Graduation Year


Document Type




Degree Granting Department

Communication Sciences and Disorders

Major Professor

Ruth Huntley Bahr


dysarthria, intelligibility, motor programming, neuromotor disorders, rate control, speech rhythm


Relative timing ratios are a useful measure for determining the temporal regularities of speech. The timing intervals that make up these ratios are thought to be important when creating the motor plan for an utterance (Weismer & Fennell, 1985). In fact, these ratios have been shown to be remarkably stable, even when speakers deliberately increase their rate (Tuller & Kelso, 1984; Weismer & Fennell, 1985). The constancy of these ratios also has been demonstrated in speakers with known speech timing disturbances, like the dysarthrias associated with Parkinson's and Huntington's disease (Goberman & McMillan; Ludlow, Connor, & Bassich, 1987; Weismer & Fennell, 1985), apraxia (Weismer & Fennell, 1985), and stuttering (Prosek, Montgomery, & Walden, 1988). However, a slowed rate of speech has been noted to induce variability in relative timing (Clark, 1995). The current investigation was designed to further investigate the impact of a slow rate on relative timing, as well as the impact of a different type of dysarthria on the production of these ratios.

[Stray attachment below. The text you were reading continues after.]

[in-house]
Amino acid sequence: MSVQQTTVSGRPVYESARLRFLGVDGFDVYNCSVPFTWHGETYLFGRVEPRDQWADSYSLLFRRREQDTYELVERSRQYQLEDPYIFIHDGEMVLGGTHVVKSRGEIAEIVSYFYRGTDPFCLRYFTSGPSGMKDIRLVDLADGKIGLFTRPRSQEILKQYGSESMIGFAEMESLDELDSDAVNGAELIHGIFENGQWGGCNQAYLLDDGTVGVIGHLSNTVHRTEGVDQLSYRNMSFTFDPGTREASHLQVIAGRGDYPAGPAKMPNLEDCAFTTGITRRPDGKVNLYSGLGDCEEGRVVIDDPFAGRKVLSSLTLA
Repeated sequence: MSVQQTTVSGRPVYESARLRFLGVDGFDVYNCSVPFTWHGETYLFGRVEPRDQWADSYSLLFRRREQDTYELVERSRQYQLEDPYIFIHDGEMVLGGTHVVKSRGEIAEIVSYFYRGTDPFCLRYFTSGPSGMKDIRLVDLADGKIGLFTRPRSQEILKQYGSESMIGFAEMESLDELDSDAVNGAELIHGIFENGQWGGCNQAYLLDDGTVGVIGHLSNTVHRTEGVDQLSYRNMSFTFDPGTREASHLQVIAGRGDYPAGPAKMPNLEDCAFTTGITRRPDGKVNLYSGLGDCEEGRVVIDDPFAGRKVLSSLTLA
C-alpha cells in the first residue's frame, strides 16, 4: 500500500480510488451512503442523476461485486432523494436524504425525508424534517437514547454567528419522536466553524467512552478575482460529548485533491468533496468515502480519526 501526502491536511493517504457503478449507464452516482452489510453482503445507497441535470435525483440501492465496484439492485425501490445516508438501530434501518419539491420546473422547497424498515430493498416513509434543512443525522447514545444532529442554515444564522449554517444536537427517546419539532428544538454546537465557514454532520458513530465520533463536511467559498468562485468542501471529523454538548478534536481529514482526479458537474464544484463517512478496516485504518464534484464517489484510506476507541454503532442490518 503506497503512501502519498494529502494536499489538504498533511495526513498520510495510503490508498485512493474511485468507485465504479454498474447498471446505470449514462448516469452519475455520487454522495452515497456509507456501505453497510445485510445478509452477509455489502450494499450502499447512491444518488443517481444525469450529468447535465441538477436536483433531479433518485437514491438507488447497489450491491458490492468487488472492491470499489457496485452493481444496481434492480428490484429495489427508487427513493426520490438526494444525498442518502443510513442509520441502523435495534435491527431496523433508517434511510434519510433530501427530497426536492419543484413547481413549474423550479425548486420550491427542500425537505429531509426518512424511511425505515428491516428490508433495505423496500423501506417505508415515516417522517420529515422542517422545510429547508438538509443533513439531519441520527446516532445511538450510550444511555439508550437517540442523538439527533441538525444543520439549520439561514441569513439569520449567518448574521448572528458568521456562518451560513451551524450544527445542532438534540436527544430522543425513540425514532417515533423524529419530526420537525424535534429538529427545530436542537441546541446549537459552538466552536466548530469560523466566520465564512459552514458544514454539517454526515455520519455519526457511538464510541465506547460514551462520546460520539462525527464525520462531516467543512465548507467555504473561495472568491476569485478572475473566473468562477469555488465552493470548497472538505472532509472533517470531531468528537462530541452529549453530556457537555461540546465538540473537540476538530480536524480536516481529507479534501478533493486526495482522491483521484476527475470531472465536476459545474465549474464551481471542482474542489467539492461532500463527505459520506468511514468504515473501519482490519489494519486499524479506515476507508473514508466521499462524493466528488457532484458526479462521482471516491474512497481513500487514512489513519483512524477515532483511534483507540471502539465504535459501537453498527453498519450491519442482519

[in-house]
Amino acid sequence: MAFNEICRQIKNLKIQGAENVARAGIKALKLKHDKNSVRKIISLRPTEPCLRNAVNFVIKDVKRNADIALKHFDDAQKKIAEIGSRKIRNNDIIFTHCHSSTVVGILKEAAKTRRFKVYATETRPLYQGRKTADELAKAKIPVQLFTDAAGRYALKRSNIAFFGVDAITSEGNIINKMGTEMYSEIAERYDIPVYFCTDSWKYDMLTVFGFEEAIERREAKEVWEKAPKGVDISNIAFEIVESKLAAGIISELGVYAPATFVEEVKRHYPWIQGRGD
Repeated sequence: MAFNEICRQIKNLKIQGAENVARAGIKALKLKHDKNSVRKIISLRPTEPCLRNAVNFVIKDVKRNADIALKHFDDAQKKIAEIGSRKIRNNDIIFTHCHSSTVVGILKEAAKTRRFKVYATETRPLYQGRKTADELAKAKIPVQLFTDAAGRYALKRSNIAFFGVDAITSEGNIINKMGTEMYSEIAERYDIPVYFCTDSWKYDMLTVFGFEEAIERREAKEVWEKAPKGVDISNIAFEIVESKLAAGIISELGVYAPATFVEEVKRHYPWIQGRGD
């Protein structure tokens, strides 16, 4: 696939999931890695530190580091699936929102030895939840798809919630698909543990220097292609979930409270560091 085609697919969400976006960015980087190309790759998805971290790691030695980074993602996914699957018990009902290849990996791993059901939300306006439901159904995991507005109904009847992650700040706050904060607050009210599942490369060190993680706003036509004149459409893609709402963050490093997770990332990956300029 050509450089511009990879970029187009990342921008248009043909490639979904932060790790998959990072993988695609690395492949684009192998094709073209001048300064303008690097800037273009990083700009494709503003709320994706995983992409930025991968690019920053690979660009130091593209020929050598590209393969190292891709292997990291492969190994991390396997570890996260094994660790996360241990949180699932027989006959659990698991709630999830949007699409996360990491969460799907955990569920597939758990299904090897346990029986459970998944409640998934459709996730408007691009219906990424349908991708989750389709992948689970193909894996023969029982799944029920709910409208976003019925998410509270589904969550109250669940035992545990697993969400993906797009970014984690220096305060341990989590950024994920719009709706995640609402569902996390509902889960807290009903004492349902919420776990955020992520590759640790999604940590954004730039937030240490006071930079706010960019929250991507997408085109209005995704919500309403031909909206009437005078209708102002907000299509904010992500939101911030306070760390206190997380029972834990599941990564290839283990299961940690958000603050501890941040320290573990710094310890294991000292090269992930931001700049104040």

Eleven participants with MS and ten healthy controls participated. After screening the participants with MS for cognitive abilities and degree of dysathria, they produced four sentences at three different rates of speech: conversational, fast, and slow. Age-matched controls only provided the rate-controlled sentences. Relative timing ratios were extracted and an analysis of variance was conducted for each sentence to note the effects of speech rate, ratio type, and speaker condition on relative timing.

The results revealed that relative timing was not constant in the slow rate for any of the participants. The noted variability in slow speech was attributed to vowel characteristics and sentence length. Finally, people with MS demonstrated larger relative timing ratios than their healthy peers when producing lengthier or motorically complex sentences.

Consistent with previous research (Clark, 1995), these results indicated that relative timing ratios were not constant when rate was slowed. Hence, use of a reduced rate may have triggered the critical change required to alter relative timing. This difference may also correspond to a topological shift in the cortical planning of the utterance. These findings provide support for the use of slowed speech in the treatment of dysarthria and other speech timing disorders. It may be that slowed speech allows the speaker to access a motor plan better suited to his impaired muscular system.